Communism as the Unhappy Coming

50 Pages Posted: 4 Apr 2018

See all articles by Simeon Djankov

Simeon Djankov

London School of Economics & Political Science (LSE); Peterson Institute for International Economics

Elena Nikolova

University College London

Multiple version iconThere are 2 versions of this paper

Date Written: April 3, 2018

Abstract

This paper shows that Eastern Orthodox believers are less happy compared with Catholics and Protestants using data covering more than 100 countries around the world. Consistent with the happiness results, the paper also finds that relative to Catholics, Protestants, and non-believers, those of Eastern Orthodox religion have less social capital and prefer old ideas and safe jobs. In addition, Orthodoxy is associated with left-leaning political preferences and stronger support for government involvement in the economy. Compared with non-believers and Orthodox adherents, Catholics and Protestants are less likely to agree that government ownership is a good thing, and Protestants are less likely to agree that getting rich can only happen at the expense of others. These differences in life satisfaction and other attitudes and values persisted despite the fact that communist elites sought to eradicate church-going in Eastern Europe, since communists maintained many aspects of Orthodox theology which were useful for the advancement of the communist doctrine. The findings are consistent with Berdyaev's hypothesis that communism is a successor of Orthodoxy.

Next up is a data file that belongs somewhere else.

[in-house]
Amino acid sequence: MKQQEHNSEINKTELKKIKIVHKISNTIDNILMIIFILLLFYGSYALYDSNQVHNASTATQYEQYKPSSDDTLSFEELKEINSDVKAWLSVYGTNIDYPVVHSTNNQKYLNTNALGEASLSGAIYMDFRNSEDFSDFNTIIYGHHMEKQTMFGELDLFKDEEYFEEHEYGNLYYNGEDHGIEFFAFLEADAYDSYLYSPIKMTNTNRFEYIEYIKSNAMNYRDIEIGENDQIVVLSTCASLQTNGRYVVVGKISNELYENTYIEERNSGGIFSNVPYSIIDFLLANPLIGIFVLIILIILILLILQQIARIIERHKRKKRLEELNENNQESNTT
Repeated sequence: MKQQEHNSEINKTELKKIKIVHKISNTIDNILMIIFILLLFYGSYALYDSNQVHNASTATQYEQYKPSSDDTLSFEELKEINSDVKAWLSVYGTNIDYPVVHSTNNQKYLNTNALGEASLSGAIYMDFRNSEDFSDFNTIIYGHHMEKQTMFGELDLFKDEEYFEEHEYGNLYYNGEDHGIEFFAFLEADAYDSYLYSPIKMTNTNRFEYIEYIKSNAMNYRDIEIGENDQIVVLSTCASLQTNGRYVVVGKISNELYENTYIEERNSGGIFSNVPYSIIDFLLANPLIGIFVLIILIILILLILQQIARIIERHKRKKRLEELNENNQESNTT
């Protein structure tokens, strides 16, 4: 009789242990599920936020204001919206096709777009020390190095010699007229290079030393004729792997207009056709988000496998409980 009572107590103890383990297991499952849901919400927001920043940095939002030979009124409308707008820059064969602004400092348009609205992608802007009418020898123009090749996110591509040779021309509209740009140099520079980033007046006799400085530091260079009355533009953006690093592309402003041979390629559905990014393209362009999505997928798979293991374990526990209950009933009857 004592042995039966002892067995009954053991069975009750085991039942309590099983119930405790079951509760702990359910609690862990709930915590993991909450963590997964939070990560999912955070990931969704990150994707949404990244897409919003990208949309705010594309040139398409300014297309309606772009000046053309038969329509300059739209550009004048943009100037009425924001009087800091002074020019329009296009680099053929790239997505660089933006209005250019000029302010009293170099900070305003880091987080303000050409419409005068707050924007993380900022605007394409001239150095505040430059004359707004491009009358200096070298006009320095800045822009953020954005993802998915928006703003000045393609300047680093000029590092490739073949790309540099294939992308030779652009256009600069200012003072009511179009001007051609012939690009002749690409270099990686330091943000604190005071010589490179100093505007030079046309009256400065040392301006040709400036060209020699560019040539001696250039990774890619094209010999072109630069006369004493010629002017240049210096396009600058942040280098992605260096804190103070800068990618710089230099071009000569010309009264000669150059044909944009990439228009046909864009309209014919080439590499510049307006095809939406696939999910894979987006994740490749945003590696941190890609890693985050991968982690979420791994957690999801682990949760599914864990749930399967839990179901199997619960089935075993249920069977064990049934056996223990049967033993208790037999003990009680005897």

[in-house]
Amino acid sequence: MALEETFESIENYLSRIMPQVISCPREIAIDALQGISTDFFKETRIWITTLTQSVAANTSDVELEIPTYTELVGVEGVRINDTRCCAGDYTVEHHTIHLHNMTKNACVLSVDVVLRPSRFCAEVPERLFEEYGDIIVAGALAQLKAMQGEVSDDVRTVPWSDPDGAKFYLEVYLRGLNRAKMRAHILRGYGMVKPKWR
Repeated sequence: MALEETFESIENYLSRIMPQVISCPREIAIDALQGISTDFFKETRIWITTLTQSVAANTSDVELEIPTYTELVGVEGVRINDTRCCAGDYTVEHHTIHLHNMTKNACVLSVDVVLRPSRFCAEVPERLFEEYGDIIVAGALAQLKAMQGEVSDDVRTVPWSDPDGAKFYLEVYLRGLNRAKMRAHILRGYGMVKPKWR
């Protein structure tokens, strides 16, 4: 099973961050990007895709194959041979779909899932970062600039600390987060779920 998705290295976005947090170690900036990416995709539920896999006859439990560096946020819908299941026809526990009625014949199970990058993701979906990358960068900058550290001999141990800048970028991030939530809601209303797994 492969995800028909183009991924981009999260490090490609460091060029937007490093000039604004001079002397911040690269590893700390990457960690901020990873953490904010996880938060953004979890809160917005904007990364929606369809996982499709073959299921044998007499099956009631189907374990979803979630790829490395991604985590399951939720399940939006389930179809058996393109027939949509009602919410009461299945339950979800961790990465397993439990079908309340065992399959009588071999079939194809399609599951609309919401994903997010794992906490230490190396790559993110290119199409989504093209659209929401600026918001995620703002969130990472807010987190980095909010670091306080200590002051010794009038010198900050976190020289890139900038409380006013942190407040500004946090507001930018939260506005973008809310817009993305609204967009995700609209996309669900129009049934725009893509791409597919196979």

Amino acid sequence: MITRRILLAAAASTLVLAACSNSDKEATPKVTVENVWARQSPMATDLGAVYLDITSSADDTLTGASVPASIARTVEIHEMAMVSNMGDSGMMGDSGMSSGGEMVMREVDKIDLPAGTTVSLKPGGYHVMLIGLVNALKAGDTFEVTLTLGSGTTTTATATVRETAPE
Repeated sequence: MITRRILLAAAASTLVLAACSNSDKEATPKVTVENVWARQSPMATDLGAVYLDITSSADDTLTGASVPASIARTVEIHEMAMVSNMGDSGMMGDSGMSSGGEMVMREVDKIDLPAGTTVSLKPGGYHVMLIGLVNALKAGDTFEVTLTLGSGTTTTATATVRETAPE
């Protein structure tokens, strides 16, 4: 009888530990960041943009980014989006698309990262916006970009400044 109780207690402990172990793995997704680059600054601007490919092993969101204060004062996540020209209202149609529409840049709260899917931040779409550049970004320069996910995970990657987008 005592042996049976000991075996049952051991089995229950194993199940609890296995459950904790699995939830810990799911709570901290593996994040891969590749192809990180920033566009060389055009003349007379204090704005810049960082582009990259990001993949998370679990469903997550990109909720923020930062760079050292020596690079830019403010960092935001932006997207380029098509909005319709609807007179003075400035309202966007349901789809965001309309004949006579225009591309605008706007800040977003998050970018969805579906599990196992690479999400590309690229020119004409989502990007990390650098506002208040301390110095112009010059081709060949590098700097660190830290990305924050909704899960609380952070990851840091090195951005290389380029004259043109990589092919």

Keywords: Educational Sciences, Armed Conflict, Health Care Services Industry, Food Security, Public Sector Administrative and Civil Service Reform, Economics and Finance of Public Institution Development, Public Sector Administrative & Civil Service Reform, Democratic Government, State Owned Enterprise Reform, De Facto Governments

Suggested Citation

Djankov, Simeon and Nikolova, Elena, Communism as the Unhappy Coming (April 3, 2018). World Bank Policy Research Working Paper No. 8399, Available at SSRN: https://ssrn.com/abstract=3155972

Simeon Djankov (Contact Author)

London School of Economics & Political Science (LSE) ( email )

Houghton Street
London, WC2A 2AE
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Peterson Institute for International Economics ( email )

1750 Massachusetts Avenue, NW
Washington, DC 20036
United States

Elena Nikolova

University College London ( email )

Gower Street
London, WC1E 6BT
United Kingdom

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